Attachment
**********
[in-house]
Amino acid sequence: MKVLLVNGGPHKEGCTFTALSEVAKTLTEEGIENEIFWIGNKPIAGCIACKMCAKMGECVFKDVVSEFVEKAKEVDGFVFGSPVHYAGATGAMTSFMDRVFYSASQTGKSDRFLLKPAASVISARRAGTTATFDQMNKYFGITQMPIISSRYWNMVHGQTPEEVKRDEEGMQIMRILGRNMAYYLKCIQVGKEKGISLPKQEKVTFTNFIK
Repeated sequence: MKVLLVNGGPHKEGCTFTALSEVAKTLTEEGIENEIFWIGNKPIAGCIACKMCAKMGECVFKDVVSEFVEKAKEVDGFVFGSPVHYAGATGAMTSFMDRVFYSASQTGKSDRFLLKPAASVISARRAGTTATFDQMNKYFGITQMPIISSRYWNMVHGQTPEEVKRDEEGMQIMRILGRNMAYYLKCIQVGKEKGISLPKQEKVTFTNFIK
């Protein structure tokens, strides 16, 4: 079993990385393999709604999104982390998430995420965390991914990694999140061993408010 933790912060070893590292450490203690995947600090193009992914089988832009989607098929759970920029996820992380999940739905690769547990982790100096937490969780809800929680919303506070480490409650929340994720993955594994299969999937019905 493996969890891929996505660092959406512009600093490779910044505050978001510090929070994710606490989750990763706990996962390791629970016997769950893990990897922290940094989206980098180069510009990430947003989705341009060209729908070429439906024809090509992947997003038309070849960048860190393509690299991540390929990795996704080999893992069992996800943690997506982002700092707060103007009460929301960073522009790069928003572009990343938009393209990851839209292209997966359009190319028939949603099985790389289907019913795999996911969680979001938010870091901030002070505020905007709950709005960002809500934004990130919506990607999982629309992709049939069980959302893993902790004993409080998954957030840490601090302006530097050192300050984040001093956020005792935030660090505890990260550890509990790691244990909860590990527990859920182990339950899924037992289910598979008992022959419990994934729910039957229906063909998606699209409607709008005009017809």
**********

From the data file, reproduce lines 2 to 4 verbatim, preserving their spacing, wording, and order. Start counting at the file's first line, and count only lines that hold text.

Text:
Amino acid sequence: MKVLLVNGGPHKEGCTFTALSEVAKTLTEEGIENEIFWIGNKPIAGCIACKMCAKMGECVFKDVVSEFVEKAKEVDGFVFGSPVHYAGATGAMTSFMDRVFYSASQTGKSDRFLLKPAASVISARRAGTTATFDQMNKYFGITQMPIISSRYWNMVHGQTPEEVKRDEEGMQIMRILGRNMAYYLKCIQVGKEKGISLPKQEKVTFTNFIK
Repeated sequence: MKVLLVNGGPHKEGCTFTALSEVAKTLTEEGIENEIFWIGNKPIAGCIACKMCAKMGECVFKDVVSEFVEKAKEVDGFVFGSPVHYAGATGAMTSFMDRVFYSASQTGKSDRFLLKPAASVISARRAGTTATFDQMNKYFGITQMPIISSRYWNMVHGQTPEEVKRDEEGMQIMRILGRNMAYYLKCIQVGKEKGISLPKQEKVTFTNFIK
């Protein structure tokens, strides 16, 4: 079993990385393999709604999104982390998430995420965390991914990694999140061993408010 933790912060070893590292450490203690995947600090193009992914089988832009989607098929759970920029996820992380999940739905690769547990982790100096937490969780809800929680919303506070480490409650929340994720993955594994299969999937019905 493996969890891929996505660092959406512009600093490779910044505050978001510090929070994710606490989750990763706990996962390791629970016997769950893990990897922290940094989206980098180069510009990430947003989705341009060209729908070429439906024809090509992947997003038309070849960048860190393509690299991540390929990795996704080999893992069992996800943690997506982002700092707060103007009460929301960073522009790069928003572009990343938009393209990851839209292209997966359009190319028939949603099985790389289907019913795999996911969680979001938010870091901030002070505020905007709950709005960002809500934004990130919506990607999982629309992709049939069980959302893993902790004993409080998954957030840490601090302006530097050192300050984040001093956020005792935030660090505890990260550890509990790691244990909860590990527990859920182990339950899924037992289910598979008992022959419990994934729910039957229906063909998606699209409607709008005009017809």